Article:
National, News

Free medical camp starts in Juba

By Gladys Fred Kole


A free medical consultation camp has kicked off at Juba Teaching Hospital.

The campaign dubbed as Hapato Pancreto Biliary Consultation Camp is being organized by MOIT International Chennai, an Indian-based, and will run for three days. Expected to end on the 11th of November, 2023.

The aim is to provide a complete solution for all liver, biliary, gallbladder, digestive, pancreatic, and blood vessel-related disorders.

Mohammed Izzelarab, Adam MOIT’s vice president of overseas marketing explained that they are conducting free medical camps of screening with regard to liver, hepatitis, and abdominal issues.

“Our target is 100 per day, but the doctor is used to that, and he is capable of seeing even more and has promised to see all those who have come per day.” Mohammed

“We have noticed that there’s a lot of hepatitis cases; this really needs to be addressed. Some people need to know about this disease. It is harmless if you take treatment and monitor it. Before it affects the liver and causes more trouble, the earlier the doctor keeps monitoring, that will be good,” Mohammed emphasized.

Dr. IIango Sethu Hepato, a Pancreatico-Biliary Surgery, and Transplant Surgeon, who came from India said the screening was meant to review previous cases, but some of the people visiting are not on treatment at all, so when they come here for consultations, they have to first take the tests.

“There are already patients; what we are trying to do is see the extent of disease they have and whether they need additional care. Once we start the treatment, they can follow up locally.”

Dr. IIango said he is ready to attend to more than the number of people who have registered to meet him online.

“The average consult required time in Asia and Africa is probably around 5 minutes; I think most doctors know how to do it within this time, but the specialist consultation takes more because they have to do the tests individually” IIango stated.

He cited that a lot of people from here visit MOIT for treatment, especially for cases of advanced cancer, especially liver, colon, and intestine cancer, which he operates on and treats.

“That kind of treatment is not available in South Sudan or Sudan.”

“We try to give them some concession in the treatment; India is affordable compared to the Middle East; they usually afford it,” IIango lamented.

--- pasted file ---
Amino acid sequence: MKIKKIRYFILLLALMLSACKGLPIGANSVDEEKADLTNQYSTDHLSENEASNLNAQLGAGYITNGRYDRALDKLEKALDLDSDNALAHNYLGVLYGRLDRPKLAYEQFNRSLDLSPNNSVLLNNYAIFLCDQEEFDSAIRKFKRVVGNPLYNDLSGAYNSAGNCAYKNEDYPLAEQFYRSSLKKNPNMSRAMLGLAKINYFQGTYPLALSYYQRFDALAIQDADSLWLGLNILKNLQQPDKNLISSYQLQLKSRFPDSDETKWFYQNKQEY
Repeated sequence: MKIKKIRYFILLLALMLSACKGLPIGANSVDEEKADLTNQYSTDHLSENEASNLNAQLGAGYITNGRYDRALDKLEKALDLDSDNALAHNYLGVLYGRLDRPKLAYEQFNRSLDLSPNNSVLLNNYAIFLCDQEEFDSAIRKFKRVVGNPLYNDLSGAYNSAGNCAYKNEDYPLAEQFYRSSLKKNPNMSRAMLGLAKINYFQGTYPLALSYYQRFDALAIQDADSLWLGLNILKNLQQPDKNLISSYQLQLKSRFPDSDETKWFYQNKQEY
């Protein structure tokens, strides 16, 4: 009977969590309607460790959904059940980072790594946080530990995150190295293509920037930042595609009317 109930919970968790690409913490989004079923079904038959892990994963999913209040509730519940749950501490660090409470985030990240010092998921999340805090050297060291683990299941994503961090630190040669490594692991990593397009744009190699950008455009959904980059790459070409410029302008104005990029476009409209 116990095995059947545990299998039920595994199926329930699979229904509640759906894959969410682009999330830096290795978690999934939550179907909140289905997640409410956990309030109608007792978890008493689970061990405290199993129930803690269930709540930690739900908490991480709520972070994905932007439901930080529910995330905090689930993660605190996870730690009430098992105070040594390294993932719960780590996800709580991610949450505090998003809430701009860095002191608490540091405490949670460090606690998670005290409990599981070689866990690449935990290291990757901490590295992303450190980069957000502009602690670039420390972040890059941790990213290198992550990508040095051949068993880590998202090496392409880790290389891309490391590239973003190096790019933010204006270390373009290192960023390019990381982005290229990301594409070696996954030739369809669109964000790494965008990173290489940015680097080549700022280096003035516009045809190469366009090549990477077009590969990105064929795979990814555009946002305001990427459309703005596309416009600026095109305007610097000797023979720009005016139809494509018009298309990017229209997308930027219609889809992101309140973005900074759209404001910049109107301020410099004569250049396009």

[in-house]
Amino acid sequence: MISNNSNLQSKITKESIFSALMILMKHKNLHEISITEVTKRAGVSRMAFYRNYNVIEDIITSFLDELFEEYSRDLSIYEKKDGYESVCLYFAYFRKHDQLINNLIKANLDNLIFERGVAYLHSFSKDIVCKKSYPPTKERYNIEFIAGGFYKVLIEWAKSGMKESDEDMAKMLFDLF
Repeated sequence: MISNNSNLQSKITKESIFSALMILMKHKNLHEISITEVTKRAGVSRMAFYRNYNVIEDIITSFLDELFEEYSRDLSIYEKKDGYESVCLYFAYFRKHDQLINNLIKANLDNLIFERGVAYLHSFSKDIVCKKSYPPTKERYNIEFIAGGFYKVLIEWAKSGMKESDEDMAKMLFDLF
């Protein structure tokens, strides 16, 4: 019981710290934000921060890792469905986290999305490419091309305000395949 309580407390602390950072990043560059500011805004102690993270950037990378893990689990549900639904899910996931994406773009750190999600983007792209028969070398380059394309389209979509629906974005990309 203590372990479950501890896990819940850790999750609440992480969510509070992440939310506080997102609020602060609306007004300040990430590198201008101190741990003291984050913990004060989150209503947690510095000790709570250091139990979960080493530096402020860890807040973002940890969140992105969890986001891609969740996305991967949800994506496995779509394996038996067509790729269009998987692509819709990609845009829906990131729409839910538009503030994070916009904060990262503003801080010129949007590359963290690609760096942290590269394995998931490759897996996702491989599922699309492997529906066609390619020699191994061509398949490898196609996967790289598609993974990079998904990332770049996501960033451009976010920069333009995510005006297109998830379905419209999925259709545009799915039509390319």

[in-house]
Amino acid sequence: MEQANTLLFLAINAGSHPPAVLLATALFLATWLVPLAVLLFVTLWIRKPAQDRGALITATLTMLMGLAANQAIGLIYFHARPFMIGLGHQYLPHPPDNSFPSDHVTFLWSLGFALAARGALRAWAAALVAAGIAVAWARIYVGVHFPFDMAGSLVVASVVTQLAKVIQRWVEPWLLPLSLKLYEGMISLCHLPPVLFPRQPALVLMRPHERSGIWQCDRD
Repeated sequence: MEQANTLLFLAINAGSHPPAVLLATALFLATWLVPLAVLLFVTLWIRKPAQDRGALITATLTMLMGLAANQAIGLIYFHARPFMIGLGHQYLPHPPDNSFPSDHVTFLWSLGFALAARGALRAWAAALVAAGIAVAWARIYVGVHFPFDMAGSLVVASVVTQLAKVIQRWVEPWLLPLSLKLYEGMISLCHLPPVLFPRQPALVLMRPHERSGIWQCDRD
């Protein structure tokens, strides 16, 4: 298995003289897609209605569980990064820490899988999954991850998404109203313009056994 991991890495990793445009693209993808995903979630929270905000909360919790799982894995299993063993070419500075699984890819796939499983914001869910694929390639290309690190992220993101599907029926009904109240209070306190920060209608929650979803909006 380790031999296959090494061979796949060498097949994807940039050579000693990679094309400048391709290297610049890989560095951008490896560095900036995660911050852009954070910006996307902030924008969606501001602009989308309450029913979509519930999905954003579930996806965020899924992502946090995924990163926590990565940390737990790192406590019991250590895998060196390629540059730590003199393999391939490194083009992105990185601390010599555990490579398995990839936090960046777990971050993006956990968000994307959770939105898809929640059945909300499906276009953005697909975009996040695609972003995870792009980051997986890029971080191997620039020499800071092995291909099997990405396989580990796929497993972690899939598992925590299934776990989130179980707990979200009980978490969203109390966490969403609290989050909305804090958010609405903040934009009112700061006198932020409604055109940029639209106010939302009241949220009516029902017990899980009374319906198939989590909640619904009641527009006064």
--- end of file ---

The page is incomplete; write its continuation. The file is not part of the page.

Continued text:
Betty Sumaya, a mother of an 11-month-old Lamarche Ethan patient, who was referred to India has expressed concerns about the lack of funds to facilitate the process.

Sumaya, was among the people registered for the consultation, she said she is now relieved as her husband who is a teacher could not afford the 2,500$ that would facilitate her travel to India.

“Their visit is okay, but people who can’t afford to travel to India need help,” Sumaya

Ethan has been diagnosed with liver problems since he was 3 months old, and the doctor has advised that he should be taken to India for further treatment. He needs a liver transplant.

“The sickness started at 3 months; that’s when we were transferred from Prime Hospital to Nakasero in Kampala, where we were referred to India.”

Ngong Ngong Deng, a money transfer manager, and Ayar Dir, a student, traveled all the way from Aweil to meet the doctor. Both patients were pleased with the visit of the specialist and were seen lining up to receive treatment.

“We registered last week; the line is not moving well; we started lining up since morning but haven’t reached the doctor because some people are just flocking yet they didn’t even register online.”

“A lot of people are sick in the States but can’t afford to make it here; it would be great if such services could reach the people at the grassroots, which the government should support.”

Last month, Deng was diagnosed with hepatitis B.

“We need such doctors to keep visiting; we don’t have someone here who can manage such cases when they come; we welcome them dearly.”

During this camp, MOIT will conduct a comprehensive health evaluation and provide a personalized treatment plan for patients.

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